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One of the most common

issues members raise is pro-

motions—specifically, why

they didn’t receive one. To

help manage expectations,

I want to address the most

common promotion miscon-

ceptions and clarify how the

system works.

Misconception #1:

I received MSIs for the last

three years, so I should be


Misconception #2:

My last three rating officers

have recommended me for

promotion, so I should be


Misconception #3:

I served in a Priority Staffing

Post or stretch job, so

I should be promoted.

Misconception #4:

Everyone in my class has

been promoted except me,

so I should be promoted.

All of these misconcep-

tions can be addressed

through a better under-

standing of the promotion


In the first place, a limited

number of promotions are

available each year. The

Foreign Service Act says

that promotion numbers

are based on “a systematic

long-term projection of

personnel flows and needs

designed to provide (A) a

regular, predictable flow of

recruitment into the Foreign

Service; (B) effective career

development patterns

to meet the needs of the

Service; and (C) a regular,

Managing Your Expectations of Promotion



Views and opinions expressed in this column are solely those of the AFSA State VP.


| (202) 647-8160

predictable flow of talent

upward through the ranks

and into the Senior Foreign


In other words, it is a

complicated calculation

designed to ensure that the

department does not pro-

mote so many employees at

any given level that there are

more employees than jobs

at that level.

Further, competitive pro-

motions aren’t guaranteed.

Just as the Foreign Service

turns away many impressive

applicants because other

applicants are even more

impressive, the selection

boards are unable to pro-

mote many well-deserving

individuals because others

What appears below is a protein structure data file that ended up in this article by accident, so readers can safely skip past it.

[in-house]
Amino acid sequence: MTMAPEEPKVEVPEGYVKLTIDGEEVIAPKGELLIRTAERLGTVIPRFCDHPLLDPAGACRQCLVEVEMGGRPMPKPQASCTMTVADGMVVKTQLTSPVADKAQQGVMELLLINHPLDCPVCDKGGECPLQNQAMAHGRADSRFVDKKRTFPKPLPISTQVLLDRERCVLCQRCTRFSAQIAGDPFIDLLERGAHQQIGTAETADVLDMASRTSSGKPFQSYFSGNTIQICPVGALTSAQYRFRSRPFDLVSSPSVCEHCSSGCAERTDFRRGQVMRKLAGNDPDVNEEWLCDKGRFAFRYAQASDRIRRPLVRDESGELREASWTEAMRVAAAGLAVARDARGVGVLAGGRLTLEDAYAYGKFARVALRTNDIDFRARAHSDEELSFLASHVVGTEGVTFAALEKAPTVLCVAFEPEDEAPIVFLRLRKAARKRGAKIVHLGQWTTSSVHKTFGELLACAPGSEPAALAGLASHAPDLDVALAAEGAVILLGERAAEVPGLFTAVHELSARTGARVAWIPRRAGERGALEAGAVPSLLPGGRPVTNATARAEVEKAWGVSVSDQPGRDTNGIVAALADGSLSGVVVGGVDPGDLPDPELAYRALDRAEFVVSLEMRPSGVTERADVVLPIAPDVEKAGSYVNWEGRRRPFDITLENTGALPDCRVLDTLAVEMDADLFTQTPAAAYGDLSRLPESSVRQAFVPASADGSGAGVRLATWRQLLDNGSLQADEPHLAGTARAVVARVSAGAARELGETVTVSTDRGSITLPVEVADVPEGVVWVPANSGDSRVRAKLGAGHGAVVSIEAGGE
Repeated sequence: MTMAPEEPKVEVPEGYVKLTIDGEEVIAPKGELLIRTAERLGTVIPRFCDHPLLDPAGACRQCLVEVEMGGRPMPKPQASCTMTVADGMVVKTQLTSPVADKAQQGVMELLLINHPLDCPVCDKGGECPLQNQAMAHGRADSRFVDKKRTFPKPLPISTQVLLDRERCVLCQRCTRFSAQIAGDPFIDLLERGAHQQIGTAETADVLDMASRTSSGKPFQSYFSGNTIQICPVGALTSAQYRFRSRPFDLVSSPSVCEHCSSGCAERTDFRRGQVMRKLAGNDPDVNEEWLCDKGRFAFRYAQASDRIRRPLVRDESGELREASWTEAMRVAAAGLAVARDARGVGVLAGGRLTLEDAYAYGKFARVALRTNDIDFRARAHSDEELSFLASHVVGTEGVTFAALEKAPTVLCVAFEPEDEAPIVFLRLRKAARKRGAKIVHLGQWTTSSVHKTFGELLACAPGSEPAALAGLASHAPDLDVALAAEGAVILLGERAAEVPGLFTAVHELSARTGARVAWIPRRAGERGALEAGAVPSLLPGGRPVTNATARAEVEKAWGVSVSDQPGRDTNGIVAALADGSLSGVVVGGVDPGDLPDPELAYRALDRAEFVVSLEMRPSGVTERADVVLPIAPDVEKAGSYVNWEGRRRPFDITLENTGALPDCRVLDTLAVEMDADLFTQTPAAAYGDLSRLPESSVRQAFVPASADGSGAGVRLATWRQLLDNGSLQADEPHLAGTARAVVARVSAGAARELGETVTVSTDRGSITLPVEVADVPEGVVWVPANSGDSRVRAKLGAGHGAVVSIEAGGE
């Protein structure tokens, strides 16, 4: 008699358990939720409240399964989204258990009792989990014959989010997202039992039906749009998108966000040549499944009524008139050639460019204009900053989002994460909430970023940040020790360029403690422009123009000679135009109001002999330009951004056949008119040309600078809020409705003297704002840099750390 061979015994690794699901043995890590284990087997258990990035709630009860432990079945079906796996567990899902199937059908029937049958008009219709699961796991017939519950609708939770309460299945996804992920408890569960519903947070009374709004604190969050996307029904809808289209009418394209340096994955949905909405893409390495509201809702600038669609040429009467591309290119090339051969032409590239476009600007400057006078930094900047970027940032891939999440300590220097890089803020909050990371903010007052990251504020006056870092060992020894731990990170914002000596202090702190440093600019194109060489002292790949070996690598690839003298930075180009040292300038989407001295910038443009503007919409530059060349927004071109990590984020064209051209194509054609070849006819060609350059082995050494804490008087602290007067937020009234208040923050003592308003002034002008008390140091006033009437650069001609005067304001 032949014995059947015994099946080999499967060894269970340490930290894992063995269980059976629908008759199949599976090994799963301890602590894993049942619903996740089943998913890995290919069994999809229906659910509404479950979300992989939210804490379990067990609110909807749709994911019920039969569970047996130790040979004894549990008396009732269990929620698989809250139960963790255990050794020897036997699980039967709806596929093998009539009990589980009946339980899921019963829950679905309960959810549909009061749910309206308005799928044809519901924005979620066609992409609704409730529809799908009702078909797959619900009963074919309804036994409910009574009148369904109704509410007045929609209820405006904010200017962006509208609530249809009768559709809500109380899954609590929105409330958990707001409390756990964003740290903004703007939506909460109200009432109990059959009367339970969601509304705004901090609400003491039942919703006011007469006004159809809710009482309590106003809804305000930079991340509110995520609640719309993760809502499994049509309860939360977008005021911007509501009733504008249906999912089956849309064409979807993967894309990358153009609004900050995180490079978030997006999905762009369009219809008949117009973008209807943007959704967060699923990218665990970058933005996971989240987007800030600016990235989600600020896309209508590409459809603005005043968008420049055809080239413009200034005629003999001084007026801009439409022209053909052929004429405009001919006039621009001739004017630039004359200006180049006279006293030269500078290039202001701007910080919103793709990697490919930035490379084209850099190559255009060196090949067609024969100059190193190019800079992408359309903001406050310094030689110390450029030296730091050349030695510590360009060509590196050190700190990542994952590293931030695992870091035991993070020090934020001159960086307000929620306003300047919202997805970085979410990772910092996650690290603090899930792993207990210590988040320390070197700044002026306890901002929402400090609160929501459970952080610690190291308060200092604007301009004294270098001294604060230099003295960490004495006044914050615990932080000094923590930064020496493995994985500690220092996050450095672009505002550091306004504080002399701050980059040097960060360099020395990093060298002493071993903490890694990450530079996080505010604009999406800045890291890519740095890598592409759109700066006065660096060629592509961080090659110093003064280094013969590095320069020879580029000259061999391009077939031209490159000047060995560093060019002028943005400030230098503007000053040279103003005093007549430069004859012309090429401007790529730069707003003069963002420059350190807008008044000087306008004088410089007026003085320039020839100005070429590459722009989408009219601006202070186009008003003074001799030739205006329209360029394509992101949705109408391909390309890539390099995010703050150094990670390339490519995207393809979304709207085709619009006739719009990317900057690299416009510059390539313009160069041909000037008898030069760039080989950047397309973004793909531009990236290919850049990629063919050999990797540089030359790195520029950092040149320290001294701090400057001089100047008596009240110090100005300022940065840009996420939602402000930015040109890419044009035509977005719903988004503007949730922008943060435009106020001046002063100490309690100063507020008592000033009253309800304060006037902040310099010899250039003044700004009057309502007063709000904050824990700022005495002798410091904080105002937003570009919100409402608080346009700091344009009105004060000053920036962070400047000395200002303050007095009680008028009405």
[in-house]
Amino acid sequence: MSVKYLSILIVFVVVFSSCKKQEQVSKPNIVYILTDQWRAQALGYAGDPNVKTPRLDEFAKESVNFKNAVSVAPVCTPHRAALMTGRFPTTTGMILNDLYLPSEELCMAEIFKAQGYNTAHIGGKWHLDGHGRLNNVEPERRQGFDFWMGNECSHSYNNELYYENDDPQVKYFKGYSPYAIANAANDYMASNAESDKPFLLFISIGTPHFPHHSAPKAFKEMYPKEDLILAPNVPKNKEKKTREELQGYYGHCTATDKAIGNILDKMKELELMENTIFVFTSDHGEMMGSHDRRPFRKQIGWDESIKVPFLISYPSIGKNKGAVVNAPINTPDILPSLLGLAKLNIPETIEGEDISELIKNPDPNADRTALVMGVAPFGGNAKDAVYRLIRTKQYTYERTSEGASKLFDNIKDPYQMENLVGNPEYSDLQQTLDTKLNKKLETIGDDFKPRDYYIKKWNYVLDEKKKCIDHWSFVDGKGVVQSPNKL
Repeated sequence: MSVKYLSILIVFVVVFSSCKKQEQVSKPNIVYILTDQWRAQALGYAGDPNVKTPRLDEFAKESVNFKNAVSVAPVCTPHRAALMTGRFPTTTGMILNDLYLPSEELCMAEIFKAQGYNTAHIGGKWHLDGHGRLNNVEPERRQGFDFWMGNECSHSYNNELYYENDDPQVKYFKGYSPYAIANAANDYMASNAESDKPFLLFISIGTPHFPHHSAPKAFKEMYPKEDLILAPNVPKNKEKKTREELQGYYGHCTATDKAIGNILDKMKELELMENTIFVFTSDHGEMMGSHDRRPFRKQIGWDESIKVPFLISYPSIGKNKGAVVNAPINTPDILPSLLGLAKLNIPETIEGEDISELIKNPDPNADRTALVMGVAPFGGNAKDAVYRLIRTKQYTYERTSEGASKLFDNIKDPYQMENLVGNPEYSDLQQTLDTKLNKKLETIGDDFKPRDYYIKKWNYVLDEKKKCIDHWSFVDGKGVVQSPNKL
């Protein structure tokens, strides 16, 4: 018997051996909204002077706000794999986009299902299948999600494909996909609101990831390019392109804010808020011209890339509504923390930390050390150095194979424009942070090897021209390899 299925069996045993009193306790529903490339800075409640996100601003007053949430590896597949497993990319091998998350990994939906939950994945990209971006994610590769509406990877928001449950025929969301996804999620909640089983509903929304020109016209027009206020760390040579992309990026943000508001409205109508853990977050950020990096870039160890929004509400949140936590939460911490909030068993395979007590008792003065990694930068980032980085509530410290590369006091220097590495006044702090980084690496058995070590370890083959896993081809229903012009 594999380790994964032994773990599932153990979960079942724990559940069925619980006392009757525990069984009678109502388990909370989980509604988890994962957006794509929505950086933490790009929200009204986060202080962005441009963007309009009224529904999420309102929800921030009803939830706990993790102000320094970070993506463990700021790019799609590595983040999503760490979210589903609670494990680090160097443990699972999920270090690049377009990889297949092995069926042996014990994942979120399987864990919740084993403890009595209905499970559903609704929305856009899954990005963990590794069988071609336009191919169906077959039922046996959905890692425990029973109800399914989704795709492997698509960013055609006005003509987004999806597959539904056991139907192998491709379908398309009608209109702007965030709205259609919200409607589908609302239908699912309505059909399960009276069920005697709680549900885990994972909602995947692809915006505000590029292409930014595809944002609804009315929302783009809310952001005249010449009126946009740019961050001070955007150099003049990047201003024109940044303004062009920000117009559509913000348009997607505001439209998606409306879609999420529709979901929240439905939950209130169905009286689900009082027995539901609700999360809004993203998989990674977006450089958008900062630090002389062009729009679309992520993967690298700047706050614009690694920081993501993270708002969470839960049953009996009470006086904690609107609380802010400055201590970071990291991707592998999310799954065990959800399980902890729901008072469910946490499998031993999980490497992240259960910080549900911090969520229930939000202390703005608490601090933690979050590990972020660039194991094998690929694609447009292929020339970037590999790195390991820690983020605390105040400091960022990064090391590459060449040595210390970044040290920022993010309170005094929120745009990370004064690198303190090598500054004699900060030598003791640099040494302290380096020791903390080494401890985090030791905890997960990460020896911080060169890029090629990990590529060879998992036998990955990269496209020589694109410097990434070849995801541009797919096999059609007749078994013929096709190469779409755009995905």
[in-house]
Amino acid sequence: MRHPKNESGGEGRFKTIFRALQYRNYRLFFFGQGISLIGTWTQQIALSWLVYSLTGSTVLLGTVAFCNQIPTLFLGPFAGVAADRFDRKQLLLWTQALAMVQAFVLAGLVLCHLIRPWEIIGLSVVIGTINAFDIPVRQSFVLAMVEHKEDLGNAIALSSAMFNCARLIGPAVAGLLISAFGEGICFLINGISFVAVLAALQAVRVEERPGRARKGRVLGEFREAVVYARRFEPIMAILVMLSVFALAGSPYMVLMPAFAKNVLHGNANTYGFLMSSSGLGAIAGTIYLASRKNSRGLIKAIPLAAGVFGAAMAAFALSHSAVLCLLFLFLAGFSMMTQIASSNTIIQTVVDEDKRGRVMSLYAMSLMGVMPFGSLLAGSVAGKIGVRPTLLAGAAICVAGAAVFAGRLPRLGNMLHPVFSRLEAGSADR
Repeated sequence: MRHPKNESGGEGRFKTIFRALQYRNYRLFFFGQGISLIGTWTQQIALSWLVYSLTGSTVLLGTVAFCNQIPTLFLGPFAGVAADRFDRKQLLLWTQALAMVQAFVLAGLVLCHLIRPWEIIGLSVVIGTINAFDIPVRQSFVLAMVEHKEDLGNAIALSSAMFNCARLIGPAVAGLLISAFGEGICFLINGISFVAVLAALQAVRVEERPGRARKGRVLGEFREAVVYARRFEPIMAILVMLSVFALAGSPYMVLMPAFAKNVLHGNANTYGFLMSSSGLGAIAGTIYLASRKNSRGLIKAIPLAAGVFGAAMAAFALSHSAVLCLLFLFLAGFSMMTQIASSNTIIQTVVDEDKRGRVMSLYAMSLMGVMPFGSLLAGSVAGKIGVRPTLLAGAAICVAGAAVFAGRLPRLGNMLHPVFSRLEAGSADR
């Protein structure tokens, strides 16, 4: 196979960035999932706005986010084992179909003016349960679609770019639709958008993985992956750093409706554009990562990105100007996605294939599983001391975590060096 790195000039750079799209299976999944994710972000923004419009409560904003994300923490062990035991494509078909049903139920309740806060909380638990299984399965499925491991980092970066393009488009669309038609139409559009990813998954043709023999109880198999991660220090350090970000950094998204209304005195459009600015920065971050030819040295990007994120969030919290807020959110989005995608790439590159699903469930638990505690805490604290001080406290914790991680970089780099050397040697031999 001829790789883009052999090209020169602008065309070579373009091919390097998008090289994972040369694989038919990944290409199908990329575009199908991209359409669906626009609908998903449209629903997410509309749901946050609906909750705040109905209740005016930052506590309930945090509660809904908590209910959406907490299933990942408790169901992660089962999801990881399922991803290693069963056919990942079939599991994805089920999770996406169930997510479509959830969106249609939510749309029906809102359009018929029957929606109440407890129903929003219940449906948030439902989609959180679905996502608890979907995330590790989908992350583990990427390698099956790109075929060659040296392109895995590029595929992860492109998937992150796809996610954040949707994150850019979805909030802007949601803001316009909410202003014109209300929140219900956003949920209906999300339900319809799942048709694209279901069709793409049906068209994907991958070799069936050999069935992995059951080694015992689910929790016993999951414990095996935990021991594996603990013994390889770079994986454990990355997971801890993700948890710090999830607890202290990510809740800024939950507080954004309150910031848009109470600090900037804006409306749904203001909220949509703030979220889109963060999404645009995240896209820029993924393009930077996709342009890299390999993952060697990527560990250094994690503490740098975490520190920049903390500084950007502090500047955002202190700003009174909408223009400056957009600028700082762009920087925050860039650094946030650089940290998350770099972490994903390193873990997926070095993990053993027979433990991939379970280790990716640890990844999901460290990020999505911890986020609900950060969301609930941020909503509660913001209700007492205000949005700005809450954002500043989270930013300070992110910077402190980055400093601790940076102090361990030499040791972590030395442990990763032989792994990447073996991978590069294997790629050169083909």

are higher on the rank-

ordered list.

Promotions are based on

demonstrating the ability to

perform at the next level. If

you are an FS-3 employee

who is outstanding at

your job, receiving impec-

cable Employee Evaluation

Reports for your work, but

your EERs do not reflect

your ability to perform

successfully at the FS-2

level, you will not be recom-

mended for promotion.

Promotions are designed

to move people up to the

next level once they have

already shown they have

the ability to perform at that

next level—the system does

not want to move people up

before they are ready, poten-

tially setting them up to fail.

This forward-looking fea-

ture of EERs and promotions

is why it is so important that

you make sure your evalu-

ation clearly discusses the

“next-level-up” work you’ve

been doing. Did you serve

as Acting Section Chief? If

so, be specific in your EER.

For example, “Served as

Acting Section Chief, an FS-1

position, for a month, suc-

cessfully leading the section

through three VIP visits and

a trade negotiation.”

Sometimes a stretch

position or a PSP job still

isn’t enough to get you pro-

moted. You might be com-

peting against people who

served in more challenging

jobs, or your skill code might

offer more limited promo-

tion opportunities.

So what can you do if

you want to increase your

chances of being promoted?

• Work with your rating

and reviewing officers to

make sure your EER empha-

sizes your proven ability to

perform successfully at the

next level.

• Talk to your career

development officer (CDO)

and your mentor(s) about

onward assignments that

might offer more opportuni-

ties to prove yourself.

• Review your official

performance folder to make

sure that all of your EERs

and awards are included.

Ensure that there is nothing

in your file that shouldn’t be

there, such as a discipline

letter that should have been


• Look at who is serving

on your promotion panel.

You have the right to request

the recusal of anyone who

you believe cannot apply the

precepts fairly and without

bias in assessing your per-


Finally, seek out assign-

ments that make you

happy—the happier you are,

the better you perform and

the better your chances

of getting promoted. Far

too many people take jobs

they don’t want because

they believe it will get them

promoted, only to find them-

selves unhappy in the posi-

tion and then bitter when

they don’t end up getting a

promotion. If you’re in a job

that you find meaningful,

a non-promotion will be a

brief disappointment, not an

event that derails you.


Promotions are based on demonstrating

the ability to perform at the next level.